clients in the following circumstances:
-

When a new Outlook profile is configured or updated


When a client periodically checks for changes to the Web Services URLs
When underlying network connection changes occur in your messaging environment

Additionally, a new service connection point (SCP) object is created for each server where the
Client Access server role is installed. The SCP object is used by domain-connected clients to
locate the Autodiscover service. The SCP object contains two pieces of information, the
serviceBindingInformation attribute and the keywords attribute. The serviceBindingInformation
attribute has the fully qualified domain name (FQDN) of the Client Access server in the form of
https://cas01.contoso.com/autodiscover/autodiscover.xml, where cas01.contoso.com is the
FQDN for the Client Access server. The keywords attribute specifies the sites to which this SCP
record is associated. By default, this attribute specifies the site to which the Client Access server
belongs. When a domain-connected client connects to the directory service, the Exchange 2010
client authenticates to and tries to locate the Autodiscover SCP objects that were created during
setup by using the user's credentials. In deployments that include multiple Client Access servers,
an Autodiscover SCP record is created for each Client Access server. By using the user
credentials, the client authenticates to and searches for the Autodiscover SCP objects. After the
client obtains and enumerates the instances of the Autodiscover service, the client connects to the
first Client Access server in the enumerated and sorted list and obtains the profile information in
the form of XML data that is needed to connect to the user's mailbox and available features.
An Outlook 2007 or Outlook 2010 client connects to the Autodiscover service as follows:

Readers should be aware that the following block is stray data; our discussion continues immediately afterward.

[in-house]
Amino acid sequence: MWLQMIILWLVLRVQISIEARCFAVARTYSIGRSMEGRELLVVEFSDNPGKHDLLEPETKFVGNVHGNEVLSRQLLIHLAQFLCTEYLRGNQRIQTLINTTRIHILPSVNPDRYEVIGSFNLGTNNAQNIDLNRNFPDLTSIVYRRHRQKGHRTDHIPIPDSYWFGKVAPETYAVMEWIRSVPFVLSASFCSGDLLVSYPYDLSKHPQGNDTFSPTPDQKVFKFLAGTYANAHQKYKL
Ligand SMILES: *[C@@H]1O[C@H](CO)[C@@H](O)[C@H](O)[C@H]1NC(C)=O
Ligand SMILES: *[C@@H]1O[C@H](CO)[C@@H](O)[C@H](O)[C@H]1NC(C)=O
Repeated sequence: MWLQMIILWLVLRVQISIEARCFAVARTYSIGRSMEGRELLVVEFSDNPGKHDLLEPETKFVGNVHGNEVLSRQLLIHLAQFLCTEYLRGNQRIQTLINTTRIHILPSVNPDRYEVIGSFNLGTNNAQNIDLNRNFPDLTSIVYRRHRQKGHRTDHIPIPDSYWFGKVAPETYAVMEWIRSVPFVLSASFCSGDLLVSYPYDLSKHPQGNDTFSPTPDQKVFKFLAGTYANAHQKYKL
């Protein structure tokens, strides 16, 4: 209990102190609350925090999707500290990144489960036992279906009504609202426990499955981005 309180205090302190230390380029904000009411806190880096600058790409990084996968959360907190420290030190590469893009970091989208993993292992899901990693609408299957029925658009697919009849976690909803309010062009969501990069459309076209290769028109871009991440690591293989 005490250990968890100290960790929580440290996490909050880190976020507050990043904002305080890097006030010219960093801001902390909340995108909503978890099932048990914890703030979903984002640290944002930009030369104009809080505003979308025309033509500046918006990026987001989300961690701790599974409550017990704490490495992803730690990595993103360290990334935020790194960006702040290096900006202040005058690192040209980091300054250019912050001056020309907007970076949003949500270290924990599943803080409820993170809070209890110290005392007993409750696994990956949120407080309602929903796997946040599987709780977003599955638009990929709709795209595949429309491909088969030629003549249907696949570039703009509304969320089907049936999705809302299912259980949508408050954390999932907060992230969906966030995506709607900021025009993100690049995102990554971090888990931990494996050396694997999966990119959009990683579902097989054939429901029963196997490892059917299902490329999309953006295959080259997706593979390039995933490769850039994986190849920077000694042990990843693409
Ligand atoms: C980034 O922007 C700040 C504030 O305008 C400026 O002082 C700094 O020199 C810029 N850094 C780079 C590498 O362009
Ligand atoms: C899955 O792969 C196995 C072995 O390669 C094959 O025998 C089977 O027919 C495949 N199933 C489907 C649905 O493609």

-

Outlook sends a Lightweight Directory Access Protocol (LDAP) query to Active


Directory looking for all available SCP objects. Specifically, Outlook initializes the
LDAP connection using the ldap_init() function and passes a NULL value for the

hostname. When a particular global catalog server name (or domain name) is not
specified, the operation searches for a global catalog server in the domain, based on the
membership of the computer that is initializing the operation.
Outlook sorts and enumerates the returned results based on the client's site by using the
keyword attribute of the SCP record. One of two lists is created, an in-site list or an outof-site list. The in-site list provides the SCP records that have AutodiscoverSiteScope
information. AutodiscoverSiteScope is a parameter that is set on the Client Access server
by using the Set-ClientAccessServer cmdlet. The parameter specifies the site for which
the Autodiscover service is authoritative. The AutodiscoverSiteScope information
contained in the SCP records for the in-site list matches the site for the Outlook client. If
there are no in-site records, an out-of-site SCP record list will be generated. The list is not
sorted in any particular order. Therefore, the list is approximately in the order of oldest
SCP records (based on creation date) first.
Tip:
In environments where Outlook 2007 is deployed in remote sites that do not have Exchange
2010 Mailbox and Client Access servers, you can use site affinity to configure the SCP objects
for Outlook clients to use SCP objects that are physically closer. For more information, see
Configuring the Autodiscover service to use site affinity later in this white paper.

Outlook first tries to connect to each Autodiscover URL that it previously generated from
either an in-site list or an out-of-site list. If that doesn't work, Outlook will try to connect
to the predefined URLs (for example,
https://autodiscover.contoso.com/autodiscover/autodiscover.xml) by using DNS. If that
fails also, Outlook will try the HTTP redirect method and, failing that, Outlook will try to
use the SRV record lookup method. If all lookup methods fail, Outlook will be unable to
obtain Outlook Anywhere configuration and URL settings.
The Autodiscover service queries Active Directory to obtain the connection settings and
URLs for the Exchange services that have been configured.
The Autodiscover service returns an HTTPS response with an XML file that includes the
connection settings and URLs for the available Exchange services.
Outlook uses the appropriate configuration information and connection settings to